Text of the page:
5 pillars of math intervention that works

5 Pillars of Math Intervention That Works

If you are a secondary math educator that's teaching students who are all on or above grade level without a need for intervention or remediation, then you can go ahead and skip this post...


Oh, look. You're all still here!

All joking aside, middle school and high school teachers need a math intervention program that works.

Stay with me if you're looking to:

  • Increase math fluency with real numbers, proportional reasoning, algebraic thinking, and more;
  • Improve retention of math skills learned last week, last month, last year, and beyond;
  • Motivate students to complete their work by utilizing routines;
  • Promote student independence during math intervention blocks; and
  • Facilitate student ownership of learning using data analysis.

Let's explore the 5 pillars of math intervention that works!


First, let's understand the goal. According to Bloom, "Creativity follows mastery, so mastery of skills is the first priority for young talent." Calculators, multiplication charts, and reference sheets are useful tools, but should not take the place of mastery practice. Students should engage in lots of skills-based practice to build math fluency so that they can apply their knowledge to more challenging, higher-order thinking questions. Therefore, math intervention may be necessary in order to build math fluency with real numbers, proportional reasoning, algebraic thinking, etc.


Next, math intervention must be structured such that it builds retention. The practice may be moot if not assigned consistently and orderly. The objective is to improve retention of math skills learned last week, last month, last year, and beyond. Narrow the focus to 10-20 math skills that students should drill. Construct a worksheet that contains one problem associated with each skill. Each week assign a similar worksheet with the same skills but different numbers. You may decide to increase the difficulty throughout the assignments. Consistency is key to building retention. Also, it is very important that students are given timely feedback and opportunities to correct their work. Practicing incorrectly will take disproportionately more time to unlearn, thus the most efficient practice allows for revision.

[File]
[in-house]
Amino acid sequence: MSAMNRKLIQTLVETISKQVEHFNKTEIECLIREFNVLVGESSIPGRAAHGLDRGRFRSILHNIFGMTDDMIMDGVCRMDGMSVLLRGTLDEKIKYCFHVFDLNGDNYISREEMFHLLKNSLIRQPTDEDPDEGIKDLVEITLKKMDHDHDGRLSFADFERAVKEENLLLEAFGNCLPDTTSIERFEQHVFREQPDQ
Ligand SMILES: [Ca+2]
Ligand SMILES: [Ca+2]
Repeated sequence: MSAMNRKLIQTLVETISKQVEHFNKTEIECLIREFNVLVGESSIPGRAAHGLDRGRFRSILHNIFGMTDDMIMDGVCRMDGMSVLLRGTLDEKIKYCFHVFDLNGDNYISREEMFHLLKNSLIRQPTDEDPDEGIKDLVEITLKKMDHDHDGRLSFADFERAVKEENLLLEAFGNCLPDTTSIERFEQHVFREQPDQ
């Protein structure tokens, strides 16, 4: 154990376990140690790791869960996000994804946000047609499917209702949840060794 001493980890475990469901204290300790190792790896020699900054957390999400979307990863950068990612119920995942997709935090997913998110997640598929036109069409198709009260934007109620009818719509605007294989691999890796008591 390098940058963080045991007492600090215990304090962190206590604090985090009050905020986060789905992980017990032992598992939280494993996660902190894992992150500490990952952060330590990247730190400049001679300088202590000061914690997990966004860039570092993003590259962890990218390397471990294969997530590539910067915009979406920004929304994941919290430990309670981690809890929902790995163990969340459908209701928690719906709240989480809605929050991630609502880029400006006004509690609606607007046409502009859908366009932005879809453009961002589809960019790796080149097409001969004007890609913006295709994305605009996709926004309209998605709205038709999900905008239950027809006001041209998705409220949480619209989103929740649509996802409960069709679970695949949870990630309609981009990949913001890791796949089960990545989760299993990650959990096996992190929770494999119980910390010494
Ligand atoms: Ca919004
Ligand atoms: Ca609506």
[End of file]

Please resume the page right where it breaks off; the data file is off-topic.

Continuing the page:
Motivation - like retention - also evolves from routines. By consistently engaging students in math intervention, they will come to expect the assignment, and when trained correctly, will automatically meet expectations. In order to train students to engage appropriately in math intervention, be sure to give very clear directions right from day one. In addition to routines, motivation can stem from differentiation. Differentiate skills practice with students by adjusting the numbers of problems they practice on one assignment, allowing students to earn a pass when demonstrating consistent mastery, or by adjusting the scaffolding you provide.


Can you imagine if your students actually looked back at and utilized their notes? You can totally make that happen! Provide students with a separate folder for math intervention. For week 1 of intervention, you will likely need to provide a tremendous amount of support. Use some time to reteach and work through problems together. Be sure that students record everything - all their work with correct answers included - and keep the assignment in their math intervention folder. Then the magic happens. Week 2 rolls around and students have a completed and corrected week one assignment to look back on. Whenever students have questions, first refer them back to their math intervention folder with previously completed assignments to look back on their work and model similar strategies for the new assignment. Voila!


Your students understand the routine and are developing math fluency. Ready for the icing on the cake? Students will take ownership of their learning by monitoring their own progress. Each time students receive their corrected assignments back, they keep a log of their results. Which topics do they need to work on? Are there certain topics that keep tripping them up? Organizing a spreadsheet with rows labeled as topics and columns by assignment number will give students a visual representation of their strengths and challenges.

Following these 5 pillars, you'll establish a math intervention routine that works. Oh, and if you would rather just purchase a created-for-you math intervention program, shop the Free to Discover Math Skill Drills for Grade 6 Math through Algebra 2. I'd love the opportunity to help you help your students master math content!

Join the Free to Discover community!

When you subscribe, you'll access our FREE monthly newsletter for secondary math students!